OIG Audit Report - Debarment Authority Should Be Used More Extensively  in Foreign Labor Certification
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OIG Audit Report - Debarment Authority Should Be Used More Extensively in Foreign Labor Certification

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EMPLOYMENT AND TRAINING ADMINISTRATION AND WAGE AND HOUR DIVISION DEBARMENT AUTHORITY SHOULD BE USED MORE EXTENSIVELY IN FOREIGN LABOR CERTIFICATION PROGRAMS Date Issued: September 30, 2010 Report Number: 05-10-002-03-321 Office of Inspector General—Office of Audit U.S. Department of Labor September 2010 Office of Inspector General Office of Audit DEBARMENT AUTHORITY SHOULD BE USED MORE EXTENSIVELY IN FOREIGN LABOR CERTIFICATION PROGRAMS BRIEFLY… WHAT OIG FOUND Highlights of Report Number 05-10-002-03-321, to OFLC and WHD narrowly defined their suspension the Assistant Secretary for Employment and and debarment authority based only on INA Training Administration (ETA) and the Deputy provisions, rather than the broader government-Administrator for Wage and Hour Division (WHD). wide authority (29 CFR Part 98). As a result, they did not consider debarring individuals or entities WHY READ THE REPORT convicted of program violations resulting from OIG This report discusses the U.S. Department of investigations. Labor’s (DOL) use of suspension and debarment authority within the foreign labor certification (FLC) When OFLC and WHD did debar individuals or programs. Suspension and debarment are used to entities, they did not provide that information for assure that the government does business with inclusion in the ...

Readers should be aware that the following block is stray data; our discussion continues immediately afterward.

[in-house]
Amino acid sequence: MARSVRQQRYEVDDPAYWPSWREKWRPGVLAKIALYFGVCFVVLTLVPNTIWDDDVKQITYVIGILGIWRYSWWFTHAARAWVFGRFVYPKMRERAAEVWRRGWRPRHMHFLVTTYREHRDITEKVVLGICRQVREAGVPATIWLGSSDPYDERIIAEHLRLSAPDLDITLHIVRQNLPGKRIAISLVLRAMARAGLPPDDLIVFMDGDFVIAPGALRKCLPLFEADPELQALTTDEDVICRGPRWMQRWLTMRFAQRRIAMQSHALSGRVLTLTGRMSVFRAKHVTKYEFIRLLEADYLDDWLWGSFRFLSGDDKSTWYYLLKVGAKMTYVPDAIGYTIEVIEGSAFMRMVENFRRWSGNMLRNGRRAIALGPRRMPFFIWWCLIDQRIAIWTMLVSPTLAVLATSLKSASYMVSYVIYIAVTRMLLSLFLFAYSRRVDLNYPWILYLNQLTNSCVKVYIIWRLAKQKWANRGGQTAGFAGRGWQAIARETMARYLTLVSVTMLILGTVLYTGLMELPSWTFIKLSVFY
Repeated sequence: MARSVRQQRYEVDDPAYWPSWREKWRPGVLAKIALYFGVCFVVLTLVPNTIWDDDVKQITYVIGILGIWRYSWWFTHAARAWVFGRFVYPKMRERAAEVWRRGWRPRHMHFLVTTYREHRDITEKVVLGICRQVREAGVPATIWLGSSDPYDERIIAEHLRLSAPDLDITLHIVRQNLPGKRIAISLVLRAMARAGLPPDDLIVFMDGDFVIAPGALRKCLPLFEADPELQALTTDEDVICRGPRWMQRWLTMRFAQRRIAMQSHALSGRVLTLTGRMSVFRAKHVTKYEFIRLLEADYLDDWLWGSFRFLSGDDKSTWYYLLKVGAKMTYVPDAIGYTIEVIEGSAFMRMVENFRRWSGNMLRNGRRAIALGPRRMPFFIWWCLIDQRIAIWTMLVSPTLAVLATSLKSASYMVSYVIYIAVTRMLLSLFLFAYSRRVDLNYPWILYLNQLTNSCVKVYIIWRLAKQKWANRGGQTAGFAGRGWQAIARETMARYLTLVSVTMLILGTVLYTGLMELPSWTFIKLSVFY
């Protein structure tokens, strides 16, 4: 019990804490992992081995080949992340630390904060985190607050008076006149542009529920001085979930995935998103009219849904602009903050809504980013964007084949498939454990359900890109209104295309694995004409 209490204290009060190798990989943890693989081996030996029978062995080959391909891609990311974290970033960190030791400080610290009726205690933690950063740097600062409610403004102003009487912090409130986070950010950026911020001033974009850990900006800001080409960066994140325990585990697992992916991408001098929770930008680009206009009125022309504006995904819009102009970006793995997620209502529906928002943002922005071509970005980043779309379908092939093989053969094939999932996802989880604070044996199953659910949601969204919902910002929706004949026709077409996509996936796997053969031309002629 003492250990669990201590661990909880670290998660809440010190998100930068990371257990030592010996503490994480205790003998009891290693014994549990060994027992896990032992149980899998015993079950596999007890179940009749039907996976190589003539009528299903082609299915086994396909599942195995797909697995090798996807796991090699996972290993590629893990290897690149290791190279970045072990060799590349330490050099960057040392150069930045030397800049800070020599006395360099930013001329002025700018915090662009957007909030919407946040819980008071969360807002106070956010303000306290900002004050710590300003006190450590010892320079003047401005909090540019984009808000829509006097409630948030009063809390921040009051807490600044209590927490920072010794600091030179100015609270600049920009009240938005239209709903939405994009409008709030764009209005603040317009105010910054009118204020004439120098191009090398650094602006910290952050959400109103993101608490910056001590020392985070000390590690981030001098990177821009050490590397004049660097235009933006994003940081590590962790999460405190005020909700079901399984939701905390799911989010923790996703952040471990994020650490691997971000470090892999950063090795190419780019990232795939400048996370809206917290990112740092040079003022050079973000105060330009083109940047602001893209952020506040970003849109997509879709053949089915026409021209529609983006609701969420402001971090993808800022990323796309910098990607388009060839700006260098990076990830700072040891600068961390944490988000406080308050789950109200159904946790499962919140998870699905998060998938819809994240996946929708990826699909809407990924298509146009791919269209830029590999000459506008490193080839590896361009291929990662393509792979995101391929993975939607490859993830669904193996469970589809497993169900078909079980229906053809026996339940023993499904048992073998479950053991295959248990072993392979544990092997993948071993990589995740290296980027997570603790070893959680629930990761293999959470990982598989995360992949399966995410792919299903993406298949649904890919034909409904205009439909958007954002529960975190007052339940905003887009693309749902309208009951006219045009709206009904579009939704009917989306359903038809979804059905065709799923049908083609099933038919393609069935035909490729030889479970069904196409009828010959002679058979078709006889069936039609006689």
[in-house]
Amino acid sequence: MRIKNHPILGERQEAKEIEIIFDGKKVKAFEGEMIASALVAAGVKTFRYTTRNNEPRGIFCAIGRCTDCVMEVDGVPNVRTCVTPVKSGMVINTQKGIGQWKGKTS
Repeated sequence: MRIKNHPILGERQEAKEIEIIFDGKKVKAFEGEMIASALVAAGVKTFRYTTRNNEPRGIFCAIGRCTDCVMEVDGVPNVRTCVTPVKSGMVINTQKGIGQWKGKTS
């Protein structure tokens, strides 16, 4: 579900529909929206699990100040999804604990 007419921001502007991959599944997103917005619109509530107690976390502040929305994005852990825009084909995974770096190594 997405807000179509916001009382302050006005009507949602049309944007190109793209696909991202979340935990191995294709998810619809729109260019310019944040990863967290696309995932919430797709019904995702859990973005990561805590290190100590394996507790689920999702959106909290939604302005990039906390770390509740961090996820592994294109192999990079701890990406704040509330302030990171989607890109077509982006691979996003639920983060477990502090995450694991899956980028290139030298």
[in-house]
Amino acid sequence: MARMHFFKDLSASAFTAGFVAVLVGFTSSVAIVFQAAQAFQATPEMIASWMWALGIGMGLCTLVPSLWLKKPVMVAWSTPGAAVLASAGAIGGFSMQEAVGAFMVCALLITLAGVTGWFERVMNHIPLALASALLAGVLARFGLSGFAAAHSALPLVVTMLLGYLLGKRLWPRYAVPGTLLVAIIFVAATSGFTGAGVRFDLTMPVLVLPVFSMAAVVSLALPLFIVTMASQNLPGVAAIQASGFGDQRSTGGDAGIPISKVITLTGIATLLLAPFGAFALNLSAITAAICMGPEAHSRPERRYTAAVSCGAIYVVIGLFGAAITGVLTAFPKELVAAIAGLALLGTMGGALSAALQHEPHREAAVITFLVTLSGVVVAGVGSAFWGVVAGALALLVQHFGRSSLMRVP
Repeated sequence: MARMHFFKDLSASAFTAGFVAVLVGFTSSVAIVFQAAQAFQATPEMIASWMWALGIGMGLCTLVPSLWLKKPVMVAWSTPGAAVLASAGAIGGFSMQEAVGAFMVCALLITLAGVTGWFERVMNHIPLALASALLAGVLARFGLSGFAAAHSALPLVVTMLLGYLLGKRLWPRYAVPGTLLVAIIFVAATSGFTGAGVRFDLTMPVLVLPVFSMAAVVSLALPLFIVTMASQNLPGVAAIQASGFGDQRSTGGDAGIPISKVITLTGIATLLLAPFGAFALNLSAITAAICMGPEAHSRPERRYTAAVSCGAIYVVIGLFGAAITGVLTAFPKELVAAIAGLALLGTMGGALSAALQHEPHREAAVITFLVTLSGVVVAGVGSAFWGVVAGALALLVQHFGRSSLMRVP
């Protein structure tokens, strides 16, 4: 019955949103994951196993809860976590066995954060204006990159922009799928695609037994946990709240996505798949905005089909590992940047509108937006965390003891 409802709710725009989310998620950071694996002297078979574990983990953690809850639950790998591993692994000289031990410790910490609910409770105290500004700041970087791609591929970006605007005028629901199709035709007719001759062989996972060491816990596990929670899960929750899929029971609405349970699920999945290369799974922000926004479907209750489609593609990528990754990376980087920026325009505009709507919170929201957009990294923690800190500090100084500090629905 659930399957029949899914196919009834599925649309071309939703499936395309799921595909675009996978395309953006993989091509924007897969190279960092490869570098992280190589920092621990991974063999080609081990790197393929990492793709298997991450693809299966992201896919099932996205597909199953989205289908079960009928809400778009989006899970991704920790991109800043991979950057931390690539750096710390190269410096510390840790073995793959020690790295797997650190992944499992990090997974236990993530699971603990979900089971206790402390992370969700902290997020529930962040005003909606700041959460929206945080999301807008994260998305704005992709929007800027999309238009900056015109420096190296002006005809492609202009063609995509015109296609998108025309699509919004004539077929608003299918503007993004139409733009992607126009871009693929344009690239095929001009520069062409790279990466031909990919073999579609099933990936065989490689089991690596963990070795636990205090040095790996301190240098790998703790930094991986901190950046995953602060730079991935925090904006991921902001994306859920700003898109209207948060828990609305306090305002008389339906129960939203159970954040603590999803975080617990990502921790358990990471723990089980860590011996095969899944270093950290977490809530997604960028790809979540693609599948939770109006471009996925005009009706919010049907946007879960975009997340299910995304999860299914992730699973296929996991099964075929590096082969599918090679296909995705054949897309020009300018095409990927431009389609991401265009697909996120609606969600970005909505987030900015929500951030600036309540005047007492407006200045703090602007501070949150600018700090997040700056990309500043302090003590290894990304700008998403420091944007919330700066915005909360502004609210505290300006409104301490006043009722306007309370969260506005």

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EMPLOYMENT ANDTRAINING ADMINISTRATION AND WAGE ANDHOURDIVISION
EBARMENT UTHORITY OHLU DE 
D A S B USEDMOREEXTENSIVELYIN FOREIGNLABORCETRFICIATION PROGRAMS
Date Issued: September 30, 2010  Report Number: 05-10-002-03-321